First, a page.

Page last updated at 10:19 GMT, Friday, 11 September 2009 11:19 UK

US urges caution on Afghan vote


'The Taliban failed in their goal of preventing the election from taking place'

The US envoy to Afghanistan has told the BBC that critics of last month's presidential election in the country should not "jump to conclusions".

Richard Holbrooke said the independent election commission should be allowed to complete its vote counting before people made judgements about the poll.

He said a rerun of the election was not a viable option.

Earlier the election complaints commission began invalidating some of the votes.

Separately, the BBC has learnt that there are specific allegations of fraud in the presidential election in an area where 10 British troops died trying to create a secure environment for the polls.

Official figures reveal serious suspicions that the subsequent election in the area was marred by massive fraud.

Mr Holbrooke told the BBC's Newsnight programme: "Not all of the people in Afghanistan were able to vote, and as I've said many times before this election, there are imperfect elections throughout the west as well, and holding elections under these conditions is a very brave thing to do so let's see what happens before jumping to conclusions."

'Credible government possible'

The British Foreign Secretary David Miliband also spoke to the BBC about the election and said he still had confidence that a fair result can be achieved.

"I think that we have always said that we want credible representation of the views of the Afghan people. This is a war-torn country and I am not going to over-claim for it, I don't talk about free and fair elections," Mr Miliband said.

David Miliband: "We have concerns about very serious allegations of fraud"

"They are clearly not under anything like normal circumstances, but I think it is still possible to have a credible government that represents the views of the Afghan people and that's why, in a way, the length of time that this is taking is testimony to the seriousness with which the electoral complaints commission are doing their work, as well as the deep troubles that there have been," he added.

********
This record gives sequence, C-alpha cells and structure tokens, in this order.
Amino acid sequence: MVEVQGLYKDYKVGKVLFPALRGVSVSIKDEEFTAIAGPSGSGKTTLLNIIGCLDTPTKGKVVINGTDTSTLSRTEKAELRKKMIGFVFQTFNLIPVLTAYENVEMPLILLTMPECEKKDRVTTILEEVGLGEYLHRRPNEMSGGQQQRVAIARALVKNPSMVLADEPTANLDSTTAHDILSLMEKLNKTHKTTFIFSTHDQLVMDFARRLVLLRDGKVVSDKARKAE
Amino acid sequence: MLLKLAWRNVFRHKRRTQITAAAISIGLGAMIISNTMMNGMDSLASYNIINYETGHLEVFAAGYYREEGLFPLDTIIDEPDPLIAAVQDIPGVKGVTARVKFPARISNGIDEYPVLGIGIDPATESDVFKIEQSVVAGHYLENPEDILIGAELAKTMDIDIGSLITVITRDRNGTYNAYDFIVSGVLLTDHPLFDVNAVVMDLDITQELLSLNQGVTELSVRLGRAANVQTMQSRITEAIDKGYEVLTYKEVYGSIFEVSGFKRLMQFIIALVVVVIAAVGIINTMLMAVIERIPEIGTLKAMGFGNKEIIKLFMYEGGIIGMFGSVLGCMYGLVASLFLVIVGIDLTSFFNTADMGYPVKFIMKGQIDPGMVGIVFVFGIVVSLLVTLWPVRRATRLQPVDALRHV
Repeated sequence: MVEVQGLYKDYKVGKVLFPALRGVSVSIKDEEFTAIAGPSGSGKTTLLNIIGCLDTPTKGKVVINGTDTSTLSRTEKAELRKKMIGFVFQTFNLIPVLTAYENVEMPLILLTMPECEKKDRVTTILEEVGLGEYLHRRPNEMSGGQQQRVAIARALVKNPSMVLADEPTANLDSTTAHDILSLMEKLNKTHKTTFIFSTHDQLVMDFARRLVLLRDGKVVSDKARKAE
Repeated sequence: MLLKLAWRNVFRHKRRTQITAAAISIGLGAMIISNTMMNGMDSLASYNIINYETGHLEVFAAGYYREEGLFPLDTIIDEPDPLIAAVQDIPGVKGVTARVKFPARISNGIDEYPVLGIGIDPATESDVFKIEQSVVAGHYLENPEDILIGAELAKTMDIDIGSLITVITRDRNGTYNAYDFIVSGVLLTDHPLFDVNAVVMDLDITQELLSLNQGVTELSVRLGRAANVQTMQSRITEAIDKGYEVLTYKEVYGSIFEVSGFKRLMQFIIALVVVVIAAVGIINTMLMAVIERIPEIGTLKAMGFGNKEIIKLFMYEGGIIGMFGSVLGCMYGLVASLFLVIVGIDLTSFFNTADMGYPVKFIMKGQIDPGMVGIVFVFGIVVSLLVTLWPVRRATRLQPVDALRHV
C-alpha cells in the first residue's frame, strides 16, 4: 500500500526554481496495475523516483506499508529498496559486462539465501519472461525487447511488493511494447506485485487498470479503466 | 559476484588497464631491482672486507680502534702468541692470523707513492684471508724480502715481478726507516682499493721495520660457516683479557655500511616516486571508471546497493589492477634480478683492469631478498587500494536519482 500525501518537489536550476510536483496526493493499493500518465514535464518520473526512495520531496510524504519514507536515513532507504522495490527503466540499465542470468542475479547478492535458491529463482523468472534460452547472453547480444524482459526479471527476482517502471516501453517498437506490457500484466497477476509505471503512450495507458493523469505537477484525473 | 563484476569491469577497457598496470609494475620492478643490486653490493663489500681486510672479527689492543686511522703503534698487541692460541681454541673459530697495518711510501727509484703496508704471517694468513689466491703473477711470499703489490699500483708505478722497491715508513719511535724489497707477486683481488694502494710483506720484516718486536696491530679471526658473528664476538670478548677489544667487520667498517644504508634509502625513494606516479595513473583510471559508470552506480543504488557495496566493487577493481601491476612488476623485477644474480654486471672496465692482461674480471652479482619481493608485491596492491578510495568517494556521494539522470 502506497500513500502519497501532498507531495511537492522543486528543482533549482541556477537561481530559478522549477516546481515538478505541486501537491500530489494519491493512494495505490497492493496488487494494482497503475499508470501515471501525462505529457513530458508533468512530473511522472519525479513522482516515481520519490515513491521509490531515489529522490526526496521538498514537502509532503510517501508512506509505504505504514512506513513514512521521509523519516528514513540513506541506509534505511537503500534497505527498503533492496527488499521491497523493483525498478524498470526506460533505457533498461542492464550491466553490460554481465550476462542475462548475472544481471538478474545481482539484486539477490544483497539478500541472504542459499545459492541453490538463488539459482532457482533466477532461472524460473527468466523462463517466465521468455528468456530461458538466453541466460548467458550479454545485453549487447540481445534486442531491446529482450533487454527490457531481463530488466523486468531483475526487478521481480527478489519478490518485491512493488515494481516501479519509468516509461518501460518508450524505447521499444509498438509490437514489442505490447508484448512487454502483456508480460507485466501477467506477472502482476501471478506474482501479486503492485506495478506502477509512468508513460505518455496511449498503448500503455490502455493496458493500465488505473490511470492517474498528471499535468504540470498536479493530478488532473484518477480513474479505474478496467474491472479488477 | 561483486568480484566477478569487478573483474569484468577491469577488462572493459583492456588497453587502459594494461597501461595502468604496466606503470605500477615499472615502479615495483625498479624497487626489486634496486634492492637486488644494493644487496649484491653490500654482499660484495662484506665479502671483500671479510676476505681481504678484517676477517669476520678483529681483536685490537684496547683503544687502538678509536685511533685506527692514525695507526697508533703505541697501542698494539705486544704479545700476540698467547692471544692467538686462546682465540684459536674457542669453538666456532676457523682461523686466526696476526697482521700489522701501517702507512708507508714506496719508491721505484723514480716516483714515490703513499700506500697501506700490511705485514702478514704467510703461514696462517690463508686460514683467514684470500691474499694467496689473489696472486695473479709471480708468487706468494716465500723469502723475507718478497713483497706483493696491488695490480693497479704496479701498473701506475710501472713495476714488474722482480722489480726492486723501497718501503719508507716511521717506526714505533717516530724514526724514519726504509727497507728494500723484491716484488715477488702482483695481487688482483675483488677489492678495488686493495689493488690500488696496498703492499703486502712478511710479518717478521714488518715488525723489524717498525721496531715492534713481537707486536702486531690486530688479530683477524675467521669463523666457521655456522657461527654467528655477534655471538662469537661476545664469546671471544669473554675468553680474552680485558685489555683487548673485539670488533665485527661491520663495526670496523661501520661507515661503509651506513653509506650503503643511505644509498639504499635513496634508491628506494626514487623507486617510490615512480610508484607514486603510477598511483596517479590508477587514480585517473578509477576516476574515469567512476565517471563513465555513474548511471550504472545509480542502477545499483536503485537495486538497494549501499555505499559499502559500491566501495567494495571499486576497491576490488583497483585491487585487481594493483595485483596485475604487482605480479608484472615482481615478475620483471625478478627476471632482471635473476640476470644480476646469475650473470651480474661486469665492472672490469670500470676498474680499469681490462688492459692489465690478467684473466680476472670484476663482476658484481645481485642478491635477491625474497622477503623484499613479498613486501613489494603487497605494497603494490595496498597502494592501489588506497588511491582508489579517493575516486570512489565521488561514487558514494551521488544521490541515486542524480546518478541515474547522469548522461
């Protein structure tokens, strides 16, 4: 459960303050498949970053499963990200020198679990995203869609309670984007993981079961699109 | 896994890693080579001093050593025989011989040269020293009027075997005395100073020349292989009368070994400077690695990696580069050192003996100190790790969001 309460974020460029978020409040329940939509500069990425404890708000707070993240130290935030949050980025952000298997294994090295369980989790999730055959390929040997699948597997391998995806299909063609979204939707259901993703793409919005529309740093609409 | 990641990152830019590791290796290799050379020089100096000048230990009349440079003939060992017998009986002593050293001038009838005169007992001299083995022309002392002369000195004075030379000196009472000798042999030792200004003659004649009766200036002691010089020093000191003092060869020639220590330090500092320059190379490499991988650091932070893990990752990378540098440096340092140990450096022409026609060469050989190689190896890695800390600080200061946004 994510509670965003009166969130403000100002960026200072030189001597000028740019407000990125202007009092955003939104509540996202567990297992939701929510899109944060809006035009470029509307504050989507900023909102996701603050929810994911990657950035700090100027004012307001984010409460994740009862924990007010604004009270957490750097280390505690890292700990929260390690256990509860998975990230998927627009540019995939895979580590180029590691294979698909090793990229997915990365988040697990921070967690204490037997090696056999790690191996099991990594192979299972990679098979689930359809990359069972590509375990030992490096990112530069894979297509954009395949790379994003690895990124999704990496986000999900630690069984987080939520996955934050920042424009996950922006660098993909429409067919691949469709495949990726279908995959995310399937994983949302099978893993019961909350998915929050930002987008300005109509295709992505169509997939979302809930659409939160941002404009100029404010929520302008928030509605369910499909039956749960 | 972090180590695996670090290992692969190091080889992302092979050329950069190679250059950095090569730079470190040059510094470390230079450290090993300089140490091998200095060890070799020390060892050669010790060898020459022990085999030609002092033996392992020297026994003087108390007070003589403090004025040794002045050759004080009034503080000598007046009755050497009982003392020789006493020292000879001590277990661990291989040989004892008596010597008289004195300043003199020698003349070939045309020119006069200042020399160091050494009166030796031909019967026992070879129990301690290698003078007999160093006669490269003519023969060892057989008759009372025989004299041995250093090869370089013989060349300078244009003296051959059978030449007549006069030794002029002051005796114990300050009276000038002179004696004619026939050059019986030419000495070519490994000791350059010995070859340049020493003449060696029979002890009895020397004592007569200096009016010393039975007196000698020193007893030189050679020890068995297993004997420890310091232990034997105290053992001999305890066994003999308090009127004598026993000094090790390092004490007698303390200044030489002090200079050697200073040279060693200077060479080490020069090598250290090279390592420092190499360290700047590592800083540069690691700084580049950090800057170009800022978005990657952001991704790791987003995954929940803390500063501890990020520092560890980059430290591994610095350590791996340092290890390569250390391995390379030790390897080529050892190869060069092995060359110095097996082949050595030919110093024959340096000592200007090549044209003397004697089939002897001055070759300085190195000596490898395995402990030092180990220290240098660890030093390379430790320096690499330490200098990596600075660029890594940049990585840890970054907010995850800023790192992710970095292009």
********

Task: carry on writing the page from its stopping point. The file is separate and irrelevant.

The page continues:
In Afghanistan the election complaints commission said it was excluding votes cast at more than seventy polling stations in the south and east of the country, where it had found clear and convincing evidence of fraud.

Nearly all the votes were cast in favour of President Hamid Karzai.

The commission has also ordered recounts at a number of other polling stations.

President Karzai's supporters say many of the complaints are politically motivated.

The investigation could take months, plunging Afghanistan into political uncertainty.

The main challenger in the election Dr Abdullah Abdullah has accused the election commission of rigging the count to favour Mr Karzai.

He told the BBC that he ruled out working with him in any kind of power-sharing deal.

Abdullah Abdullah
Election challenger Dr Abdullah says he will not work with President Karzai

Our enemy are the people of 9/11, the people who attacked the United States, the people who attacked London

Richard Holbrooke
US Afghan envoy
"I think a government whose record is very low, with corruption, it was called a narco state; rule of law, non existent, and on top of that it has committed ... fraud ... I don't see a place for myself in that sort of a government," Dr Abdullah said.

Richard Holbrooke was asked by the BBC what foreign soldiers were fighting for when the electoral process seemed mired in corruption.

"Our enemy are the people of 9/11, the people who attacked the United States, the people who attacked London, who pose a direct threat to the Western alliance, to Pakistan and Afghanistan. And who do everything they can to stimulate war between countries in the region," he said.

"That is why we are there. And that strategic goal is the reason that young American and British and other nations, young men and women have been asked to risk their lives.

"I've been out there with the troops, what they do is extraordinary, under horribly difficult conditions.

"They know why they're there, and I hope the people back home give them their full support because we all must remember why we are in Afghanistan," Mr Holbrooke added.

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